19. 19. Definition's  Developmental aphasia – expressive language disorder  Dyscalculia – a math learning disability  Dysgraphia – a writing learning disability  Dyslexia - involves difficulty in learning to read or interpret words, letters, and other symbols  Dyspraxia – a motor-skill development learning disability
    20. 20. Resources & Strategies
    21. 21. Home  IDEA implementation: http://www.ideapractices.org  Dunn, L. M. (1968). Special education for the mildly retarded—Is much of it justifiable? Exceptio nalChildren,35, 5–22.  Legislative updates: http://www.nasponline.org  Gillespie, P. H., Miller, T. L., & Fielder, V. D. (1975). Legislative definitions of learning disabilities: Roadblocks to effective service. Jo urnalo f Learning Disabilities, 8 , 660–666.  Special education law: http://www.wrightslaw.com  International Dyslexia Association: http://www.interdys.org  Orton, S. T. (1937). Reading, writing and speech problems in children. New York: W.W. Norton.
    22. 22. School  Individuals with Disabilities Education Act (IDEA). (1999,March 12). Final regulations and comments from the U.S. Dept. of Education. Federal Register, 64(48),12406–12672.  Cruickshank, W. M., Bentzen, F. A., Ratzeburg, F. H., & Tannhauser, M. T. (1961). A teaching method for braininjured and hyperactive children. Syracuse: Syracuse University Press.  Werner, H., & Strauss, A. A. (1940). Causal factors in low performance. American Journal of Mental Deficiency,45, 213– 218.  Legislative updates: http://www.nasponline.org  Kirk, S. A. (1958). Early educatio n o f the mentally retarded: An experimentalstudy. Urbana, IL: University of Illinois Press.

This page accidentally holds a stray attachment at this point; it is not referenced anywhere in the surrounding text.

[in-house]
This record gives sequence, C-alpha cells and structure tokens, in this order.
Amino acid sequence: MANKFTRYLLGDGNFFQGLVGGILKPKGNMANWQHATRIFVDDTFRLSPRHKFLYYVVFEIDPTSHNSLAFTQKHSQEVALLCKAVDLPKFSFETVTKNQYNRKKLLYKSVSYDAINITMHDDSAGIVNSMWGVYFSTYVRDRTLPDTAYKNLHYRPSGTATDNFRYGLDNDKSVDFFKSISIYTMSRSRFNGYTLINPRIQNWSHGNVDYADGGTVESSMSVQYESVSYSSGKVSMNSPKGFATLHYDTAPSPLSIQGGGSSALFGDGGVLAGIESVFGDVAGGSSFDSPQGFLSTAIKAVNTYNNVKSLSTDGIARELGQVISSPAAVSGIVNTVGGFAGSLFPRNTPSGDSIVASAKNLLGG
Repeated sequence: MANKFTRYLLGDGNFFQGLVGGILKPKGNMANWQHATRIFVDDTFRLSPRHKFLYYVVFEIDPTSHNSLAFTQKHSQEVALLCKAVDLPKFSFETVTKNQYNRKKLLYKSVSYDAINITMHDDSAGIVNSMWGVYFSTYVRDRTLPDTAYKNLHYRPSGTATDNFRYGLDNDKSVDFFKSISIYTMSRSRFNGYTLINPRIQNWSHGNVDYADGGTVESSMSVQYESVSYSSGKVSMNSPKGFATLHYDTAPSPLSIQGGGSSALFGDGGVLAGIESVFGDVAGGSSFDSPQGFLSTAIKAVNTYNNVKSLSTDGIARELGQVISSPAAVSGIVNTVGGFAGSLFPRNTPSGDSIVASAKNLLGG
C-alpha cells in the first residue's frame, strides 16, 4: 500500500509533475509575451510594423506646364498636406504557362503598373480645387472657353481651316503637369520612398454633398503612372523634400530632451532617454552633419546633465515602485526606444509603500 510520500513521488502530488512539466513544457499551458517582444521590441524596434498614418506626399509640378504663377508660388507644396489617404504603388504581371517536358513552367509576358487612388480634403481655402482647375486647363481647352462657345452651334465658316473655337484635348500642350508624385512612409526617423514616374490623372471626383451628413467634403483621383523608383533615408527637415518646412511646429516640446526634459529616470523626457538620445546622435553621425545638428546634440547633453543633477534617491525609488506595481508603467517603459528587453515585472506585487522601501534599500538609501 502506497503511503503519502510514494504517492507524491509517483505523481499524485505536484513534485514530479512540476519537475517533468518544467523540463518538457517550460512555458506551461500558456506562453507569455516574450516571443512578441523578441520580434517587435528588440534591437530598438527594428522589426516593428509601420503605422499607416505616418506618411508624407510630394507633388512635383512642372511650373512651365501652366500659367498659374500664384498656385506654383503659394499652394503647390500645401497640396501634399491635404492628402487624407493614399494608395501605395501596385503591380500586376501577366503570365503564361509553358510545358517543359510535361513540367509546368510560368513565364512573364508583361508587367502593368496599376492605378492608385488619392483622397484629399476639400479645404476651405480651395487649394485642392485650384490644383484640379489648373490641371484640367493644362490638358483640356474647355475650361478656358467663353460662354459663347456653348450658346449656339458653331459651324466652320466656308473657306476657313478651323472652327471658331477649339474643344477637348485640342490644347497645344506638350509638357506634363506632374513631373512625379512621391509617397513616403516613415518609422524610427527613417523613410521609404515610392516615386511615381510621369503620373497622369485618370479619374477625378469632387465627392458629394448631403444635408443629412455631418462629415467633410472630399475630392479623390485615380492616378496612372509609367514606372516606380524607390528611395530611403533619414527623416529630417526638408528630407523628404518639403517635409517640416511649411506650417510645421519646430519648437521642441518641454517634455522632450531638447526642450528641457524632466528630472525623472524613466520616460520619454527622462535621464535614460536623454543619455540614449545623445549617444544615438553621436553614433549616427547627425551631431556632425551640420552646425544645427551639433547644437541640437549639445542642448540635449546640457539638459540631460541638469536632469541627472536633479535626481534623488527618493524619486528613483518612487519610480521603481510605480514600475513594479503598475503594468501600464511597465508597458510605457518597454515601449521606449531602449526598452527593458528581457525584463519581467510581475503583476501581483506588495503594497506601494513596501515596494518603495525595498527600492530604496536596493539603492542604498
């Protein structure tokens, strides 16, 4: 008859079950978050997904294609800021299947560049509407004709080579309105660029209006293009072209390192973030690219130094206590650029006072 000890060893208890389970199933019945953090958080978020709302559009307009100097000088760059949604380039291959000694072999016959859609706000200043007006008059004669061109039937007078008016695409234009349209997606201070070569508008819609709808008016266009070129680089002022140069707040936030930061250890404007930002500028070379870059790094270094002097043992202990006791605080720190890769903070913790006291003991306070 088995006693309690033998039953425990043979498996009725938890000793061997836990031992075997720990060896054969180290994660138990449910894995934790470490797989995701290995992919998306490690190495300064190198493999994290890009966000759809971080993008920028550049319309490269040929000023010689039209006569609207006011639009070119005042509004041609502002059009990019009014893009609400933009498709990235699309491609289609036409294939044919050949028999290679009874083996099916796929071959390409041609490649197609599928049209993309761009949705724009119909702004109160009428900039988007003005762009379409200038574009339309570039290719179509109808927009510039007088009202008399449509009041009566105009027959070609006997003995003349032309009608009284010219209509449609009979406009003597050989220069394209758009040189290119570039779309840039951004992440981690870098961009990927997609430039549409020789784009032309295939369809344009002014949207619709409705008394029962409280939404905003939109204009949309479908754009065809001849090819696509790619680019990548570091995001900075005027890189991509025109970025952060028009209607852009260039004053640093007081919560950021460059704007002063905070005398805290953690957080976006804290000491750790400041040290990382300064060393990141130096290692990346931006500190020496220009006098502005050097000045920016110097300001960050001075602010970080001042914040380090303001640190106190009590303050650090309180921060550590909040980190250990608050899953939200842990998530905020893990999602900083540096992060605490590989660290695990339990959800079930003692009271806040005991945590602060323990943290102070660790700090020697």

23. 23. References  NCLD Editorial Team. (n.d.). Learning disability fast facts. Retrieved from http://www.ncld.org/types- learning-disabilities/what-is-ld/learning-disability- fast-facts  Roth-Smith, C. (2004). Learning disabilities: The interaction of students and their environments. (5th ed.). Boston, MA: Allyn and Bacon.